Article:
2018 really started with a bang for those of us who report on cybersecurity: Meltdown was one of the major CPU vulnerabilities which became public knowledge right at the beginning of the year.
Here’s my vague explanation of Meltdown from January 5th:
“One of the cool things about modern CPUs is that they’re designed to do some speculative execution. By trying to prepare possible calculations that the CPU may need to execute ahead of time, your computer may be made more efficient. If you’re used to programming in languages like Python, you can think of it like the CPU has already figured out every ‘else’ and ‘elif’ for any ‘if’ that comes its way.
Unfortunately, speculative execution taxes the CPU a little bit, even if it has eight cores and loads of cache. Although speculative execution can greatly reduce the time to do some future calculations, it can make some earlier related calculations take longer. In that time, exploit code may be able to infer properties of different processes it otherwise wouldn’t have access to. The data leakage could involve any sort of sensitive data that goes through the CPU. That could include things like encryption keys, cleartext, and passwords. Meltdown affects most Intel x86-64 processors and some high-performance ARM processors.”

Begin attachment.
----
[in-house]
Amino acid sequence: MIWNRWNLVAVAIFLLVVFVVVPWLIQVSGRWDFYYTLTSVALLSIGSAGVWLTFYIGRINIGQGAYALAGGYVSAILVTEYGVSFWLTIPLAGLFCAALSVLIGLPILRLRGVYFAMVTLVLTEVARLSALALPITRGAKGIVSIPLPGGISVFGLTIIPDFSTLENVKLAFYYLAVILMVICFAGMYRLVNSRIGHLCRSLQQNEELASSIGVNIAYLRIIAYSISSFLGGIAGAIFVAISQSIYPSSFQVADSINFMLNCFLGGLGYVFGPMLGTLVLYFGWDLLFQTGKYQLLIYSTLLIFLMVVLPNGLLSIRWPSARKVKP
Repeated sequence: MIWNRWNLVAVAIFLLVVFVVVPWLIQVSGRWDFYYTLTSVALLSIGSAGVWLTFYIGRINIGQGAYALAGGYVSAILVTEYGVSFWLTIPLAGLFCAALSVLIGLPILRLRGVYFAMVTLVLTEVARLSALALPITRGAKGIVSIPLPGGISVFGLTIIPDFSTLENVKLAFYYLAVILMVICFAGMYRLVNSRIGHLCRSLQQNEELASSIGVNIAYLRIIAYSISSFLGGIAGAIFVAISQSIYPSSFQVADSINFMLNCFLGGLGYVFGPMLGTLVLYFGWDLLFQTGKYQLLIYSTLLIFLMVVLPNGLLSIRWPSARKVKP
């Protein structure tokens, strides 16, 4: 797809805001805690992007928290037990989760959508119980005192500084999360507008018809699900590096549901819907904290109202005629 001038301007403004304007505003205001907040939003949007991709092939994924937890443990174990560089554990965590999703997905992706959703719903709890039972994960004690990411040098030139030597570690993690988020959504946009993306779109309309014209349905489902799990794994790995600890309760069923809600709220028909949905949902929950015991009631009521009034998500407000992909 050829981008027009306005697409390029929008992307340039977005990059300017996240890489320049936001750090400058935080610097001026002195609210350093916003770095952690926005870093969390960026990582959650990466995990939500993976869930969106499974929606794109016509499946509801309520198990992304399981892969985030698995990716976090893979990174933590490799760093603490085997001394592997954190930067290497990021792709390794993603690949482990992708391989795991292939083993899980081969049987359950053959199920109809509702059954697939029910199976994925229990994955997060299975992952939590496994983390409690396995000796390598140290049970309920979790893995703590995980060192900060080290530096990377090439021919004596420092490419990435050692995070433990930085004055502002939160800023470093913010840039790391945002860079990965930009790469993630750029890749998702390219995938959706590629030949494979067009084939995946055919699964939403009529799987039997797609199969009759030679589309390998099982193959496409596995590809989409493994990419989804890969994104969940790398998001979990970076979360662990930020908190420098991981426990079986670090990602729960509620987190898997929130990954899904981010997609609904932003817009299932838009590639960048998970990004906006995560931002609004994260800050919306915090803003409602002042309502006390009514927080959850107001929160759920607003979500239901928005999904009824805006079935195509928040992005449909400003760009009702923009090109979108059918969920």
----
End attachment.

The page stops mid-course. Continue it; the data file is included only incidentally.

The Meltdown story is huge for two reasons.
One is the number of computing devices worldwide that were impacted by the vulnerability. Intel x86, some IBM POWER CPUs, and many ARM CPUs continue to be affected. That means pretty much everyone from the enterprise to institutions to ordinary consumers uses at least once device that’s vulnerable to the Meltdown exploit.
The second reason why the Meltdown news was huge is because of how fundamental the vulnerability is. Patching a vulnerability that purely exists in an application or (Read more...)
*** This is a Security Bloggers Network syndicated blog from Cylance Blog authored by Kim Crawley. Read the original post at: https://threatvector.cylance.com/en_us/home/windows-7-meltdown-patch-complications.html